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After surgery, you’ll be moved to the PACU (postanesthesia care unit). This is often called the recovery room. You’ll stay there until you’re fully awake and stable—often a few hours. Then you’ll be moved to your hospital room.
After surgery, you may feel groggy, thirsty, or cold. Your throat may be sore. For a few days, you may also have:
An IV (intravenous) line to give you fluids and medicine.
A catheter (tube) to drain urine from your bladder.
Tubes to drain your incision.
Boots or special stockings on your legs. These help prevent blood clots.
An incentive spirometer (breathing device). Breathing through the spirometer helps prevent lung infections.
You will likely have pain after surgery. To help you feel better, your nurse will give you pain medicine. You may also have a pump that lets you give yourself pain medicine. Even with medicine, some pain is normal. But tell your nurse if you are very uncomfortable. Be aware that some pain medicines can cause confusion or disorientation for a time. They can also cause constipation.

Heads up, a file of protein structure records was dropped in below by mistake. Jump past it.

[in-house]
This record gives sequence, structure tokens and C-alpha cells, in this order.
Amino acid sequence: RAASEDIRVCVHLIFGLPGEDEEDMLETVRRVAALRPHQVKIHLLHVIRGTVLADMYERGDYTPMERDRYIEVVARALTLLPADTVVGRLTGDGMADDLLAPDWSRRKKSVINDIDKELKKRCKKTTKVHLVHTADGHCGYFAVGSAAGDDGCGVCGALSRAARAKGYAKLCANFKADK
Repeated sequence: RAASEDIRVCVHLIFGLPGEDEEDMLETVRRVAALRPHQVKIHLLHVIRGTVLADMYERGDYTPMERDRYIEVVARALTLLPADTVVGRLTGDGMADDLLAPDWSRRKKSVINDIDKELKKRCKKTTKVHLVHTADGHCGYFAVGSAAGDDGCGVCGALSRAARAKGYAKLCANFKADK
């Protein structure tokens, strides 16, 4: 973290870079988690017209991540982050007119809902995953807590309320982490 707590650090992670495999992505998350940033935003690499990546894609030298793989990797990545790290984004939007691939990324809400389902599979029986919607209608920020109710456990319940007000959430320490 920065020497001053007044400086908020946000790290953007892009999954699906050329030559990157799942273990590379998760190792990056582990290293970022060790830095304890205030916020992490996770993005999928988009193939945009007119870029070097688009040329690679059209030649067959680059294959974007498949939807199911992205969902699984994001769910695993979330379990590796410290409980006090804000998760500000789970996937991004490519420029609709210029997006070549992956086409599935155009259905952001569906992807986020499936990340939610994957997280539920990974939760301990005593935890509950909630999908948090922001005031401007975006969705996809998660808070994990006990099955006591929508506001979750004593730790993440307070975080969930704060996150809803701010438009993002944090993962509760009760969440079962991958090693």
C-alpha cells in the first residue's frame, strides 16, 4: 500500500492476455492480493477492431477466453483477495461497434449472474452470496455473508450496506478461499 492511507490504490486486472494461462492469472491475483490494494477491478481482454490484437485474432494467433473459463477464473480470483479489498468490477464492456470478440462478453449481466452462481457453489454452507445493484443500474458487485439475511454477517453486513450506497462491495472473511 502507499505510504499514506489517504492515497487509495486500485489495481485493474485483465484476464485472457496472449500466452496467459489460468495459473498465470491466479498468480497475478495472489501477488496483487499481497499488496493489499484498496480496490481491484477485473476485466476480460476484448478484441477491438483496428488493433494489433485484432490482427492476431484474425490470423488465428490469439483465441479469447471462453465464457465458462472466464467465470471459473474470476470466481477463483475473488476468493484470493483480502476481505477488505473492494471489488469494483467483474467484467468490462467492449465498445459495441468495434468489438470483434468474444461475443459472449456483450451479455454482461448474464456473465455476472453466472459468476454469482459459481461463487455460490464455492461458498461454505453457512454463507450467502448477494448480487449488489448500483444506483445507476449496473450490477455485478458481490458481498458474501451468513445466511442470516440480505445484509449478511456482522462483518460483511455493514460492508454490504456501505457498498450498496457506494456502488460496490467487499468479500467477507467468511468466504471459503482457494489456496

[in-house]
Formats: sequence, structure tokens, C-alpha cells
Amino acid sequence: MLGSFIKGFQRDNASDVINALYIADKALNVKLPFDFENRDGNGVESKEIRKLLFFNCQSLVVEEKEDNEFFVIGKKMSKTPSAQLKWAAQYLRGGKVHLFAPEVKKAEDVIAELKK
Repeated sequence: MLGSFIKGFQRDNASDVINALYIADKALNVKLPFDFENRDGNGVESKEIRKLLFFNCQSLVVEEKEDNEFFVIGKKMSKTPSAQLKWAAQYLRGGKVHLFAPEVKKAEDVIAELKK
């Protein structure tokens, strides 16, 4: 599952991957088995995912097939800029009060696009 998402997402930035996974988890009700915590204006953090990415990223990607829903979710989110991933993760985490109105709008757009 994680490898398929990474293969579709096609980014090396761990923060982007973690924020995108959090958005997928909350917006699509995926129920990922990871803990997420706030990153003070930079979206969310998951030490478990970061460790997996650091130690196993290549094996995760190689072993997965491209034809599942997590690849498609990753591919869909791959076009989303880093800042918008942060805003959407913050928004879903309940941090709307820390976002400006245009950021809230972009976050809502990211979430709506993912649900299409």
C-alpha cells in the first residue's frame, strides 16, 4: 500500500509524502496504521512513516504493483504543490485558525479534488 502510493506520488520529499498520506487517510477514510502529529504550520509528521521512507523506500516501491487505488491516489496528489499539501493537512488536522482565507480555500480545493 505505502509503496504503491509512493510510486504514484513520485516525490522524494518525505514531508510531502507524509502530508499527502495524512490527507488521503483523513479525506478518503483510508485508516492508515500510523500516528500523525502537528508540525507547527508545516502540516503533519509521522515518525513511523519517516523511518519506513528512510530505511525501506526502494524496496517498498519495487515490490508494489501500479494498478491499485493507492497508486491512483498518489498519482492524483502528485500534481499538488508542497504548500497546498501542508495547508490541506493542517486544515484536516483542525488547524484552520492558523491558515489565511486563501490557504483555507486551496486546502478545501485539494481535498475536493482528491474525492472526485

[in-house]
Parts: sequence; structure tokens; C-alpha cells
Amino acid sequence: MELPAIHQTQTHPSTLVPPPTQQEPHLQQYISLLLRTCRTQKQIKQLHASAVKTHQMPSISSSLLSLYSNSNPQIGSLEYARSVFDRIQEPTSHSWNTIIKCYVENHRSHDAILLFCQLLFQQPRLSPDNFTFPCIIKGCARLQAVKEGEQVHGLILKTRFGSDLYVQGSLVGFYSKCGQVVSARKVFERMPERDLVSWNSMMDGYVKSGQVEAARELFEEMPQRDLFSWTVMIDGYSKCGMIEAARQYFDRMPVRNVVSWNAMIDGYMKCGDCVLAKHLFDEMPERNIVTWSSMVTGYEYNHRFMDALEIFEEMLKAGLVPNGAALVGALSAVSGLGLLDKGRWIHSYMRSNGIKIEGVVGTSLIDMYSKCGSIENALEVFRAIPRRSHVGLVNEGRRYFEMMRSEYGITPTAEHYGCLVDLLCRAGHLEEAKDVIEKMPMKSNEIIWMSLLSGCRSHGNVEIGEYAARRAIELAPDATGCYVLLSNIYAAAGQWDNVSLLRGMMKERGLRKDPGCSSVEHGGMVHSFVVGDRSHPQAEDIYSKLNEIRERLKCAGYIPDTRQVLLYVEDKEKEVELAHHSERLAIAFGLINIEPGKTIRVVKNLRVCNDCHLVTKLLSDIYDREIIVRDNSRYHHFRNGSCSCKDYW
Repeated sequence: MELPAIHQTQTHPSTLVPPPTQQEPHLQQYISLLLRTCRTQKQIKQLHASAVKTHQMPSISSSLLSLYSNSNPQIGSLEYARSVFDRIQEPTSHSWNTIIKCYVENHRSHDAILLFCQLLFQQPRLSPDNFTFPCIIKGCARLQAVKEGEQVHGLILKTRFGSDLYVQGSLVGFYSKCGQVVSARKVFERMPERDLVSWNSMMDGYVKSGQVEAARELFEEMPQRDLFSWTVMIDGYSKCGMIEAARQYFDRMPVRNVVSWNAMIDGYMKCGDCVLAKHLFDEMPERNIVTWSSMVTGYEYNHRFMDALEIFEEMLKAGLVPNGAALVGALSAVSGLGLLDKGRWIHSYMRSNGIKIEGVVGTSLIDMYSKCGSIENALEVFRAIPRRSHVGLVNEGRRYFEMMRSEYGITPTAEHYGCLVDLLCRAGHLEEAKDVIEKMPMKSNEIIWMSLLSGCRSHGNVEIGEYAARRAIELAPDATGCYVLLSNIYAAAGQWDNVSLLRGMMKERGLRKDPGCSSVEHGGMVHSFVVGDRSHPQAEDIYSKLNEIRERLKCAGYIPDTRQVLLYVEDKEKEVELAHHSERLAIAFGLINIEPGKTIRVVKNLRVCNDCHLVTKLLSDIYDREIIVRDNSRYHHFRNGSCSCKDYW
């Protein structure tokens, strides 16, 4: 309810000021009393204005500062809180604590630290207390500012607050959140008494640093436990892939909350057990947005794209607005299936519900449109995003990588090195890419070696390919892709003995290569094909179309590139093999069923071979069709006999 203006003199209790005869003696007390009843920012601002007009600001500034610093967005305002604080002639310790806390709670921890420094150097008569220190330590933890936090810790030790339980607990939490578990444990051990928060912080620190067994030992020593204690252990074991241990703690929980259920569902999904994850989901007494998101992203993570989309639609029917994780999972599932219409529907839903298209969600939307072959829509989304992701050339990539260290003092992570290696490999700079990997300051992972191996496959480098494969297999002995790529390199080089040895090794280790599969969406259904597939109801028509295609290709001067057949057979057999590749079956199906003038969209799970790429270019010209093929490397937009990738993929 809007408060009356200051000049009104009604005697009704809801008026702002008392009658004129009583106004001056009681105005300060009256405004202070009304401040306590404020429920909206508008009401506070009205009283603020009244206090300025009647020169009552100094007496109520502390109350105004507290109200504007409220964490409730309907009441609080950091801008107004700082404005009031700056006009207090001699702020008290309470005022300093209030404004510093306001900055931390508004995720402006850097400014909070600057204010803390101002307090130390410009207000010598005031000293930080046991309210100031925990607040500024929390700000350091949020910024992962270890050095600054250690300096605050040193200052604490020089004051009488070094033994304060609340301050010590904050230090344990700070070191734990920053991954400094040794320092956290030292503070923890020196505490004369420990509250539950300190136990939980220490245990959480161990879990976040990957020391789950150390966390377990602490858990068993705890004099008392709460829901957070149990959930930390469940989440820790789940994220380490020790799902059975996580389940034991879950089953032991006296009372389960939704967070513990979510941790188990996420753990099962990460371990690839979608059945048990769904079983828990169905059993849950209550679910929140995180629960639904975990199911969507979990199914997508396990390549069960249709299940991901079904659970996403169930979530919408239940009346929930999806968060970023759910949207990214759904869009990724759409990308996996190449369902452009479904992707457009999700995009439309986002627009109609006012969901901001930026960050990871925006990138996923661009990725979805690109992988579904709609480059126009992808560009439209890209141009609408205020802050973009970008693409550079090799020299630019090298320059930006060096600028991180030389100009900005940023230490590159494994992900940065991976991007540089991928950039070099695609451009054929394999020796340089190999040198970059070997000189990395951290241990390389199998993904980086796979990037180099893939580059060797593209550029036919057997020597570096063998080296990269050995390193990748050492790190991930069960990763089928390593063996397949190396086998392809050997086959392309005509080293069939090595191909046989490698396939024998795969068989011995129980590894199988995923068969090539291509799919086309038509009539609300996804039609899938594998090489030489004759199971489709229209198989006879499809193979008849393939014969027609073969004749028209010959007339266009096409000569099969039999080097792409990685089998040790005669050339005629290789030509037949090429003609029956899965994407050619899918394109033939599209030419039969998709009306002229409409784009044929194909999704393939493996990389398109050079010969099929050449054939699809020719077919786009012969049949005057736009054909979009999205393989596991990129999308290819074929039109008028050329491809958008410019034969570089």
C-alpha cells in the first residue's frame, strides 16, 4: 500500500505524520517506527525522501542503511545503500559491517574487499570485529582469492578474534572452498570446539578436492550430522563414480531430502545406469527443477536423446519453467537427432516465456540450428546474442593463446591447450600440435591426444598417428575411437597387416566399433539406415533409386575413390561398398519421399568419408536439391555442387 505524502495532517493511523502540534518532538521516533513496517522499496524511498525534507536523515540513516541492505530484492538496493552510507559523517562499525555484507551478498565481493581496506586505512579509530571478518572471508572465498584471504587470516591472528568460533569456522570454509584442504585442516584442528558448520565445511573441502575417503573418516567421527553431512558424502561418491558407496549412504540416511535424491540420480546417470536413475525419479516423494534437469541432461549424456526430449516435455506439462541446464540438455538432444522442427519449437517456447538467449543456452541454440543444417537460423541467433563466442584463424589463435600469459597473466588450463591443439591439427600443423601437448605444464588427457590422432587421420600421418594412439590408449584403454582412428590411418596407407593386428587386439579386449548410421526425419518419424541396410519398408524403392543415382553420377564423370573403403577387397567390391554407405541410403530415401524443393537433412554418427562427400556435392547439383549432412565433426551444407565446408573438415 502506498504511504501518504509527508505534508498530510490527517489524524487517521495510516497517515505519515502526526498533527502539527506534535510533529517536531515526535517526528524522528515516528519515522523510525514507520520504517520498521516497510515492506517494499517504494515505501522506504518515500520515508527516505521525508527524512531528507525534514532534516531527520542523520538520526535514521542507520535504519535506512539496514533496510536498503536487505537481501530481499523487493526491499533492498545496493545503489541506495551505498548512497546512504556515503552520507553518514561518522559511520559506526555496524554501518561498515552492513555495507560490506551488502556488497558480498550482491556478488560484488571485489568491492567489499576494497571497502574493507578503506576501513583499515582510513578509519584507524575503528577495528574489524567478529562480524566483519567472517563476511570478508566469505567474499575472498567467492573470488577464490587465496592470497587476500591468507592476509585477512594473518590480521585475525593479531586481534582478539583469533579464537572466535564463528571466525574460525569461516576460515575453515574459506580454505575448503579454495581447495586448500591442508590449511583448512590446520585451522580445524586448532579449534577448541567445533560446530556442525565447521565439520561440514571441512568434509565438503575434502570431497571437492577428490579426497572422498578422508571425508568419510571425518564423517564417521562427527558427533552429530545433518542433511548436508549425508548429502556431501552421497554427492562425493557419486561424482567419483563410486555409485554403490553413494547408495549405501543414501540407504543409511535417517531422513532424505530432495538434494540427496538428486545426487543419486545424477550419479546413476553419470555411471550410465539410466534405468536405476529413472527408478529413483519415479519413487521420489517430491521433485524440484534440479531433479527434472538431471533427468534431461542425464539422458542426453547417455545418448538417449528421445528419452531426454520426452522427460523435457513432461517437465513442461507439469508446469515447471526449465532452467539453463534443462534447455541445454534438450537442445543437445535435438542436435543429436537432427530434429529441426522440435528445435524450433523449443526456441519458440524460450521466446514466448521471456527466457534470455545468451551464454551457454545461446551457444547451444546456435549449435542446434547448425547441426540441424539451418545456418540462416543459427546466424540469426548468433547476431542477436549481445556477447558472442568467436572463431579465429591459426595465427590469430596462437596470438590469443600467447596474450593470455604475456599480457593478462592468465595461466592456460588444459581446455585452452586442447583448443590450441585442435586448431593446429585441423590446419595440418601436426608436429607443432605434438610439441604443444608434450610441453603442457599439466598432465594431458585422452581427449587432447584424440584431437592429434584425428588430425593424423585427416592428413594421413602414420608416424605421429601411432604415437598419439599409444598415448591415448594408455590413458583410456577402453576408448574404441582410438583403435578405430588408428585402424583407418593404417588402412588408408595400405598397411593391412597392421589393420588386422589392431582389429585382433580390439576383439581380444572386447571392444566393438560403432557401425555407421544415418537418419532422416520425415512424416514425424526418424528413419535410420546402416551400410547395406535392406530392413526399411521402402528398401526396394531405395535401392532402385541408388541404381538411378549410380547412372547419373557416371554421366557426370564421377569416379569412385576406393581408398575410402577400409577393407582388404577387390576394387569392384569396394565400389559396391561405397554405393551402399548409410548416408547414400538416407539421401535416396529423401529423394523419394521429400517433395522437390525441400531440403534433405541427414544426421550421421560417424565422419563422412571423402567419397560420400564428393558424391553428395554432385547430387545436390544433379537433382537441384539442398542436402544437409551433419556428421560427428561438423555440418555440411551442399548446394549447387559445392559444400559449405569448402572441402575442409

Soon after surgery, a physical therapist (PT) will begin teaching you basic exercises. You’ll also learn how to protect your hip while it heals. Even though you’ll have help, much of the work is up to you. So try to walk and move around as much as you safely can. It may seem hard at first. But it’s the best thing you can do for your recovery. The more active you are, the sooner you’ll be prepared to go home. Your healthcare provider may restrict weight-bearing activities after your surgery, depending on the type of fracture and surgery that you had.
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